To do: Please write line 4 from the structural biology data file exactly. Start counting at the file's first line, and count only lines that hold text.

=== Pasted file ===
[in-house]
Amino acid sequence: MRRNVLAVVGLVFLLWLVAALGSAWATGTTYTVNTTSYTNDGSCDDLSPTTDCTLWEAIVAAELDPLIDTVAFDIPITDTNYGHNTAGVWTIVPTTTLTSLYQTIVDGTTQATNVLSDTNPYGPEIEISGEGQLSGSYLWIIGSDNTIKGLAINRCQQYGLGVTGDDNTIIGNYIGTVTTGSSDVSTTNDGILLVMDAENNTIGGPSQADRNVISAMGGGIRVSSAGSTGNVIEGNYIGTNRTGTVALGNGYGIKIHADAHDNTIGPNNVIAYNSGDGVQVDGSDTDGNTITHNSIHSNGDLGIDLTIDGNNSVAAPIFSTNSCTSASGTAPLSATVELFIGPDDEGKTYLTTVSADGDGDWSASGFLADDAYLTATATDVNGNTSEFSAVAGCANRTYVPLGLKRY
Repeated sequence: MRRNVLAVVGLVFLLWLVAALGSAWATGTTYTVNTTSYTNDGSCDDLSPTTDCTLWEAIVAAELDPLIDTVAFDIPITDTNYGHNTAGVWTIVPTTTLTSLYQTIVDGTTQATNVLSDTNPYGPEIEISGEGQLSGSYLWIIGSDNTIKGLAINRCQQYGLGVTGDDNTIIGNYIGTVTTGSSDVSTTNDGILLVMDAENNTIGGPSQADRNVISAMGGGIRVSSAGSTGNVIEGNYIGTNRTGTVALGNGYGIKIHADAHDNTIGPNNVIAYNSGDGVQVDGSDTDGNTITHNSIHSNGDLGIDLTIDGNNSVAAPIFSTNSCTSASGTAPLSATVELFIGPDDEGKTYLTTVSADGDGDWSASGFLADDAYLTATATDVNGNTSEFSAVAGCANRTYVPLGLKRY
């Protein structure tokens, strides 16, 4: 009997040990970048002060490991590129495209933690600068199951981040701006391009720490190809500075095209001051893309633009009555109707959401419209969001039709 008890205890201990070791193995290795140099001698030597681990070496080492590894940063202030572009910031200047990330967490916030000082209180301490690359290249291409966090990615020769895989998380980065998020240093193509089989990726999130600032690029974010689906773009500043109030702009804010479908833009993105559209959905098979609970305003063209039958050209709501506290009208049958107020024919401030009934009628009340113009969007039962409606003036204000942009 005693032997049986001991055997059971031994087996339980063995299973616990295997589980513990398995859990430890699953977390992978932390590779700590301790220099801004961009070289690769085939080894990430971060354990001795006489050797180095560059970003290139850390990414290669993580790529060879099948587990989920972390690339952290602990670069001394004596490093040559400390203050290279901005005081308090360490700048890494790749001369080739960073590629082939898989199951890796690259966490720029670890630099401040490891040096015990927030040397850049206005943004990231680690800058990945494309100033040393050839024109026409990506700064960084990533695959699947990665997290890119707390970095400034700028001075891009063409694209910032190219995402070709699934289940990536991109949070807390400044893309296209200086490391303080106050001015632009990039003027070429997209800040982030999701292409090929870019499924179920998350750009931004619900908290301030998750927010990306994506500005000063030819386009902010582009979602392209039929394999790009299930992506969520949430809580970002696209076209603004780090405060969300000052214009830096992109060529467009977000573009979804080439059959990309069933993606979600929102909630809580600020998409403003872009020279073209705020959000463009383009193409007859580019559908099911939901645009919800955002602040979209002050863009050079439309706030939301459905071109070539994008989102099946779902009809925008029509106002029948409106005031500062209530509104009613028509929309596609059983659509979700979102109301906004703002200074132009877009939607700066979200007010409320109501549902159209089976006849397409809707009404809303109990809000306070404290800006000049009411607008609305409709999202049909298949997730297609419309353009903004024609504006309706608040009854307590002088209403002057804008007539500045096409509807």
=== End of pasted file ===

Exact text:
């Protein structure tokens, strides 16, 4: 009997040990970048002060490991590129495209933690600068199951981040701006391009720490190809500075095209001051893309633009009555109707959401419209969001039709 008890205890201990070791193995290795140099001698030597681990070496080492590894940063202030572009910031200047990330967490916030000082209180301490690359290249291409966090990615020769895989998380980065998020240093193509089989990726999130600032690029974010689906773009500043109030702009804010479908833009993105559209959905098979609970305003063209039958050209709501506290009208049958107020024919401030009934009628009340113009969007039962409606003036204000942009 005693032997049986001991055997059971031994087996339980063995299973616990295997589980513990398995859990430890699953977390992978932390590779700590301790220099801004961009070289690769085939080894990430971060354990001795006489050797180095560059970003290139850390990414290669993580790529060879099948587990989920972390690339952290602990670069001394004596490093040559400390203050290279901005005081308090360490700048890494790749001369080739960073590629082939898989199951890796690259966490720029670890630099401040490891040096015990927030040397850049206005943004990231680690800058990945494309100033040393050839024109026409990506700064960084990533695959699947990665997290890119707390970095400034700028001075891009063409694209910032190219995402070709699934289940990536991109949070807390400044893309296209200086490391303080106050001015632009990039003027070429997209800040982030999701292409090929870019499924179920998350750009931004619900908290301030998750927010990306994506500005000063030819386009902010582009979602392209039929394999790009299930992506969520949430809580970002696209076209603004780090405060969300000052214009830096992109060529467009977000573009979804080439059959990309069933993606979600929102909630809580600020998409403003872009020279073209705020959000463009383009193409007859580019559908099911939901645009919800955002602040979209002050863009050079439309706030939301459905071109070539994008989102099946779902009809925008029509106002029948409106005031500062209530509104009613028509929309596609059983659509979700979102109301906004703002200074132009877009939607700066979200007010409320109501549902159209089976006849397409809707009404809303109990809000306070404290800006000049009411607008609305409709999202049909298949997730297609419309353009903004024609504006309706608040009854307590002088209403002057804008007539500045096409509807």